We focus on three broad sets of questions. First, how and why do improvements in fiscal transparency and participation come about, and how are such changes sustained over time? That is, what are the key factors and causal mechanisms that contribute to improvements or regressions in these aspects of fiscal decisionmaking? Second, under what conditions and through what type of mechanisms do (or might) increased fiscal transparency and participation lead to more government responsiveness and improved accountability, including outcomes such as better fiscal management, reduced corruption, shifts in budget allocations, and improved public services? Running across these two broad questions is a third set of queries regarding the complex interrelationships among transparency, participation, and accountability in fiscal matters. In particular, does greater transparency contribute to greater participation?
In this chapter, we begin by summarizing the relevant—and limited—theoretical and empirical literature on fiscal transparency, participation, and accountability. We then examine broad cross-country evidence through a set of statistical and comparative studies, looking for conditions (variables) that are associated with higher levels of budget transparency, a major subset of fiscal transparency. The summaries of country case studies that follow (chapters 2 through 9 of this volume) provide a much richer and more nuanced understanding of the causal mechanisms and trajectories that different countries followed as their fiscal systems opened up and became more inclusive (or sometimes regressed).
Overall, our findings suggest that four main causal triggers stand out as contributing to fiscal transparency and participation within countries: (a) political transitions that not only bring an end to autocratic rule, but also bring about political contestation and alternation, giving voice to opposition parties and greater powers to oversight bodies such as legislatures; (b) fiscal and economic crises that force governments to tighten controls over the public purse and put in place mechanisms and incentives for fiscal discipline and independent scrutiny; (c) widely publicized cases of corruption that lead reform-oriented actors to react strongly and compel governments to provide better public access to fiscal information; and (d) external influences that promote global norms to empower domestic reformers and civil society actors, rather than undermine domestic reform processes with interventions that bypass local institutions and seek fiscal information to satisfy external demands rather than to inform a domestic public debate. These factors often interact in complex combinations to shape the trajectories in different countries by fostering or impeding advances in fiscal transparency and participation.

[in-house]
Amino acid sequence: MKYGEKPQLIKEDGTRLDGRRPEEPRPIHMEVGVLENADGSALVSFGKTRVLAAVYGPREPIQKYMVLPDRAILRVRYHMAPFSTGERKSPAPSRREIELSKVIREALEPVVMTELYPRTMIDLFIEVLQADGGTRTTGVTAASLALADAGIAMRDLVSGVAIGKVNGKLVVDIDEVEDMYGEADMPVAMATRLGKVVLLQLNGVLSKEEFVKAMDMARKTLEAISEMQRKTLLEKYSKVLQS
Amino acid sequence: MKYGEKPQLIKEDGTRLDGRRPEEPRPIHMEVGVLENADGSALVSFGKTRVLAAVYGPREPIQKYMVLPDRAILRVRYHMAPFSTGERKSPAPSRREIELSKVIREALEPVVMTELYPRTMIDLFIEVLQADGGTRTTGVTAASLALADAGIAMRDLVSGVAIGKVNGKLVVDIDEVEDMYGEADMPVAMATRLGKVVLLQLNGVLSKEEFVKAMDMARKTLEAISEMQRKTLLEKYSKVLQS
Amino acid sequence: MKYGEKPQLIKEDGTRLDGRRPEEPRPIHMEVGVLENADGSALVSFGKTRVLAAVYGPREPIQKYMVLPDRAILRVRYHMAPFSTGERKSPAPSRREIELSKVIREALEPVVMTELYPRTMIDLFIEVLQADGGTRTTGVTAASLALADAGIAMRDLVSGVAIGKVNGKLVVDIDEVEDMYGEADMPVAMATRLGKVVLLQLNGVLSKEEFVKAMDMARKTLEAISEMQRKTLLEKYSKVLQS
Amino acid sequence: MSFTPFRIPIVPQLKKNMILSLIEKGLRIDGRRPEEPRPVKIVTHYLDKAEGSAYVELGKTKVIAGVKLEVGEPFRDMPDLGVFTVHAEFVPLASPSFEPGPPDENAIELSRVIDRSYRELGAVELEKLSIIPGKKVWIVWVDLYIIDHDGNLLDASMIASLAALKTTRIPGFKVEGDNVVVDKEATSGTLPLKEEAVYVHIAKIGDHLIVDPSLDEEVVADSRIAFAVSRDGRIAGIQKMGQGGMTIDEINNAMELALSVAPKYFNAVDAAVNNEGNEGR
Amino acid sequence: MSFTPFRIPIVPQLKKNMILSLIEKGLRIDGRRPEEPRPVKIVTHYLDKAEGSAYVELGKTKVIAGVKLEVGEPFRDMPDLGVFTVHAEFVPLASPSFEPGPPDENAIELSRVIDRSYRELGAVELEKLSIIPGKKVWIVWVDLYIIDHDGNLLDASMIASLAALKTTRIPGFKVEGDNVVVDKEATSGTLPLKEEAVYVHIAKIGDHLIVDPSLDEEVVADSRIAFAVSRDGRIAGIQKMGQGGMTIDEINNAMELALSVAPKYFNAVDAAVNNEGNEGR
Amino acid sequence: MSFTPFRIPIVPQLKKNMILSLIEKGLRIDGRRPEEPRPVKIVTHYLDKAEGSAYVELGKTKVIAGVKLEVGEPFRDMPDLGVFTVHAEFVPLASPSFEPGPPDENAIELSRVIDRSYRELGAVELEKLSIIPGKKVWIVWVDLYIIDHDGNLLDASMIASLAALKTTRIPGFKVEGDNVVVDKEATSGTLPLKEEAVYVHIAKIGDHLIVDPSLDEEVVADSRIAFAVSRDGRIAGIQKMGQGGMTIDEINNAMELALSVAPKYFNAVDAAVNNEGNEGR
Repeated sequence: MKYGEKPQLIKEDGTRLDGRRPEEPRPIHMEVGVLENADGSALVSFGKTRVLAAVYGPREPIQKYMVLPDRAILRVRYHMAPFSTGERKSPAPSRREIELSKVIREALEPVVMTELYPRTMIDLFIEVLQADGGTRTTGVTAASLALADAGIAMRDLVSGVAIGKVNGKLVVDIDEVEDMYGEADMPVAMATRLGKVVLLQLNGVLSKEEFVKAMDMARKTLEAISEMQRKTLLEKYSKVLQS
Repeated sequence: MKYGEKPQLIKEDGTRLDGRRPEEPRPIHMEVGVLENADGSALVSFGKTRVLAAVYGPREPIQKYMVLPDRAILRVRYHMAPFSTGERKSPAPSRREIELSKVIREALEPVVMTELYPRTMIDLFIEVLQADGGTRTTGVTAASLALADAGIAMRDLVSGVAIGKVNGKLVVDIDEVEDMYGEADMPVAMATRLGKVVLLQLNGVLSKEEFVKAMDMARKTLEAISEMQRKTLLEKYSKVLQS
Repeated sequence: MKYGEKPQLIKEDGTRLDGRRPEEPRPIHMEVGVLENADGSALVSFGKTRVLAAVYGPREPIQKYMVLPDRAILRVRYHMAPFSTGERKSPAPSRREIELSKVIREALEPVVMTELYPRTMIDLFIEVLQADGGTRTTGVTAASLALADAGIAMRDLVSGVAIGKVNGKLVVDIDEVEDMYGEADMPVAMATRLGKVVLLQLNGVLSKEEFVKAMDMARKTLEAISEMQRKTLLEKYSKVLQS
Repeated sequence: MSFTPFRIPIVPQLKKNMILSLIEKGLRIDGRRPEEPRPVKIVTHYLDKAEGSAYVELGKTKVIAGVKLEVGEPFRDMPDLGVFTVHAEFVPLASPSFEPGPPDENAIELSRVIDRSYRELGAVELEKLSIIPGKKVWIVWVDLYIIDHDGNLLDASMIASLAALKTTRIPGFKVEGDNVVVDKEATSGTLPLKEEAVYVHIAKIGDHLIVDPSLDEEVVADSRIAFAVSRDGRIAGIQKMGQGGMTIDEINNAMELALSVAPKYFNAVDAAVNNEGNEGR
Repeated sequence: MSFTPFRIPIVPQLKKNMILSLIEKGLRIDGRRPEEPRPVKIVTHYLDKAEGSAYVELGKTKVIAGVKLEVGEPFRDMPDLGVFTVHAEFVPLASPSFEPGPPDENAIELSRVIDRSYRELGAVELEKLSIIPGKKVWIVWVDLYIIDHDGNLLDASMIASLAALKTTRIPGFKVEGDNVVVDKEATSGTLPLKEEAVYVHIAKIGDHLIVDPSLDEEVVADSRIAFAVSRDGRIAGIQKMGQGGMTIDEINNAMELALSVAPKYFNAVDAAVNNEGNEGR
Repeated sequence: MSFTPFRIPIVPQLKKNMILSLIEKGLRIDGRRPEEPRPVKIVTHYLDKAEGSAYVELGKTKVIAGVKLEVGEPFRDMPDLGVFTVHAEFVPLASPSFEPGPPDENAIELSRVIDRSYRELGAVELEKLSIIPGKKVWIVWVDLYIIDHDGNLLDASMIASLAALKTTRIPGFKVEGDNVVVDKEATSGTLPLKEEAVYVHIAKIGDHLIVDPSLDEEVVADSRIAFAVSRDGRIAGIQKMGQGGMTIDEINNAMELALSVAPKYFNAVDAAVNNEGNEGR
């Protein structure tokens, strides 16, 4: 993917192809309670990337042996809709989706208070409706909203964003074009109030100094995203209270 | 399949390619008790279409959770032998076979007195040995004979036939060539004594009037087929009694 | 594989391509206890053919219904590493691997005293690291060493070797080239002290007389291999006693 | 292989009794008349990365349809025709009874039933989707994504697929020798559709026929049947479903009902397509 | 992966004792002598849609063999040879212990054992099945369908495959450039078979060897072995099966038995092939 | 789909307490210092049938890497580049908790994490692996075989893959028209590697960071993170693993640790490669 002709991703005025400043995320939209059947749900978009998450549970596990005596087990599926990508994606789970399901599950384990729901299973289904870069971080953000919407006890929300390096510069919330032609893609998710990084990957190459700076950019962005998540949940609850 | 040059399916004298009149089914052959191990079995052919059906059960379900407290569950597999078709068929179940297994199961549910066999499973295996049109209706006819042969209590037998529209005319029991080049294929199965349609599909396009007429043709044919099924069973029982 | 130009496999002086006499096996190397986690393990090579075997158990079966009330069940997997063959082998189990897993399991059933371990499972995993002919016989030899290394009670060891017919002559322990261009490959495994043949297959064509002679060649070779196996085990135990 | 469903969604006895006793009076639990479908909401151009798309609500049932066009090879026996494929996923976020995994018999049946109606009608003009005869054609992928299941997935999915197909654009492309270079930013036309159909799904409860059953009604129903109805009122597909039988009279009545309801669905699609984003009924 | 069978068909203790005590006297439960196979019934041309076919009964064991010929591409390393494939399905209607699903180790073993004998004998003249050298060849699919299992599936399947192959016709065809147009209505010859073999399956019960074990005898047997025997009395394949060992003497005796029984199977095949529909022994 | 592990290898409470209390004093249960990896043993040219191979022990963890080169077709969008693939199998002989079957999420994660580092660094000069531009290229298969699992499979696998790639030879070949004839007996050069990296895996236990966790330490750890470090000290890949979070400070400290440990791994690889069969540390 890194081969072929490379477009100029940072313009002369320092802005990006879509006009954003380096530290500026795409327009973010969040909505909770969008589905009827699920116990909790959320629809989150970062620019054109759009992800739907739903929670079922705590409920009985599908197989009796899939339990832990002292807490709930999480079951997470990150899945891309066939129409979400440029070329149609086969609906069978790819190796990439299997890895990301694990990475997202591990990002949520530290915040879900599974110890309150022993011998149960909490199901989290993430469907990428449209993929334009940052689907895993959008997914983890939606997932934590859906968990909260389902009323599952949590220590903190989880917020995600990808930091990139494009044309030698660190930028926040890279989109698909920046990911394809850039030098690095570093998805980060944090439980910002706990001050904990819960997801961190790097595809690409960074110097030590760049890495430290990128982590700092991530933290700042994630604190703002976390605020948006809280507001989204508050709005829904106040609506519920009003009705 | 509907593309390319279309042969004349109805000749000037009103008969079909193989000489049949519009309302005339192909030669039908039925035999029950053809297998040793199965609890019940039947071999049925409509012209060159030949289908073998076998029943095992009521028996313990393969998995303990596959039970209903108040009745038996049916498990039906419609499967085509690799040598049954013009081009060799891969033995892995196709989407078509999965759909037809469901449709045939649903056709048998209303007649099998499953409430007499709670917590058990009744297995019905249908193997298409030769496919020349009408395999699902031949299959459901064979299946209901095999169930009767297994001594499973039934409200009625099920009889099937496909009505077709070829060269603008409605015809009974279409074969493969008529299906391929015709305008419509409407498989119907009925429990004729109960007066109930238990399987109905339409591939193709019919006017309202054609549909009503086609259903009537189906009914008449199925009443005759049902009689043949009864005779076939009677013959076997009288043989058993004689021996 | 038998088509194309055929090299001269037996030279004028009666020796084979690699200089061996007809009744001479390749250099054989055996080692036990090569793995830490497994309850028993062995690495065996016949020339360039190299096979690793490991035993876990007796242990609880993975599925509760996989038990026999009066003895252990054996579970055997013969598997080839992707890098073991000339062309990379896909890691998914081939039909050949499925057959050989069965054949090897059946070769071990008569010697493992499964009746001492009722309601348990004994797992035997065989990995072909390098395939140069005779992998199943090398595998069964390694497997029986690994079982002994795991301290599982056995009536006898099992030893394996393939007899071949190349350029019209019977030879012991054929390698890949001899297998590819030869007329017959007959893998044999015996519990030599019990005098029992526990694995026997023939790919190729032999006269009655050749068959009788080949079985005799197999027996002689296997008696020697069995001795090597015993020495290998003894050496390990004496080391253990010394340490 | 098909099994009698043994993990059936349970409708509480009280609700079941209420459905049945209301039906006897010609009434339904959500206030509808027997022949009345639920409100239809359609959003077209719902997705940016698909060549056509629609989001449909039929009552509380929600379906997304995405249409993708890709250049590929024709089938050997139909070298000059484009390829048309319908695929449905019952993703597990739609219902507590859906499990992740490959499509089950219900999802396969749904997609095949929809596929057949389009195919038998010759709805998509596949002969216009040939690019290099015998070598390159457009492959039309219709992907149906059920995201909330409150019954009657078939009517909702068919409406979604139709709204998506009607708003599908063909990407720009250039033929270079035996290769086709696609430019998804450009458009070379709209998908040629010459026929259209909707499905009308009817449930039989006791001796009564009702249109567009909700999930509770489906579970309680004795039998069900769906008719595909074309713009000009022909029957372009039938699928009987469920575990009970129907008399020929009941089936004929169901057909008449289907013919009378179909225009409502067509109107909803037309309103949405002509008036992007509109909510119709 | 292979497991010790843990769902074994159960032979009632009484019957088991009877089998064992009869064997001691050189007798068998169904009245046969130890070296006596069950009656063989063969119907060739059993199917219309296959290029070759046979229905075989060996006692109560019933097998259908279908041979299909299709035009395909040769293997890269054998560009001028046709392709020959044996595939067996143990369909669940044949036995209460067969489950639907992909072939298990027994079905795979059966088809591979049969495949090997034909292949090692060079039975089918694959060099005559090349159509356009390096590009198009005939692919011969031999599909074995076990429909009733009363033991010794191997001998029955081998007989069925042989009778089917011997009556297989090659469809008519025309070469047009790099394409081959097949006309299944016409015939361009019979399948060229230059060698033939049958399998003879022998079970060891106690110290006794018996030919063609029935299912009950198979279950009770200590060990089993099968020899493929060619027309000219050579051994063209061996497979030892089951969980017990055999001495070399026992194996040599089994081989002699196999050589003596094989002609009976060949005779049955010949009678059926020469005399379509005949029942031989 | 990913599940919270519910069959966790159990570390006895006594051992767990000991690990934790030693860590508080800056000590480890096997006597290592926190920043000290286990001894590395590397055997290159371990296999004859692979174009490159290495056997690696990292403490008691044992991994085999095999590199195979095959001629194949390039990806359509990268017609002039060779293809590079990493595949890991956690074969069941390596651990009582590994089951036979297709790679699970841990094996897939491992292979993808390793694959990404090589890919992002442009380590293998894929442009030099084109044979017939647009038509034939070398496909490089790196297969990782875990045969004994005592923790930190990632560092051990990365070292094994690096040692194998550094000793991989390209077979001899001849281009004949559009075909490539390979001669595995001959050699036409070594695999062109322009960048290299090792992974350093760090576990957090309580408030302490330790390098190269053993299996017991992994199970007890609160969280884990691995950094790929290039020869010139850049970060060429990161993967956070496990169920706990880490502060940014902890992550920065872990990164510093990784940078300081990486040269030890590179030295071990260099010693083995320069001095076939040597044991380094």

The evidence presented in this volume details tentative responses to the first set of questions that we started with, identifying key factors and mechanisms (particularly combinations and sequences) that are associated with higher levels of fiscal transparency and participation and their improvement over time. However, evidence is more limited of how greater public availability of fiscal information—and related opportunities to engage with the budget process—may affect government accountability, broader public finance management, and quality of service delivery. There are various examples of legislators becoming more demanding vis-à-vis the executive and of civil society campaigns achieving significant but isolated success, but the evidence for the positive impacts of transparency on accountability and responsiveness remains far from systematic or definitive.
We conclude the chapter by looking at some promising trends in the evolving international context, and suggesting strategic lessons and a research agenda.
Fiscal Transparency, Participation, and Accountability: What Would We Have Expected?
At present, there is no holistic or integrated theory on the political economy of fiscal transparency, participation, and accountability. The analytical framework and orienting ideas summarized here are drawn from the broader literature on good governance, transparency, democracy and democratizati
Excerpted from OPEN BUDGETS by Sanjeev Khagram. Copyright © 2013 by THE BROOKINGS INSTITUTION. Excerpted by permission of BROOKINGS INSTITUTION PRESS.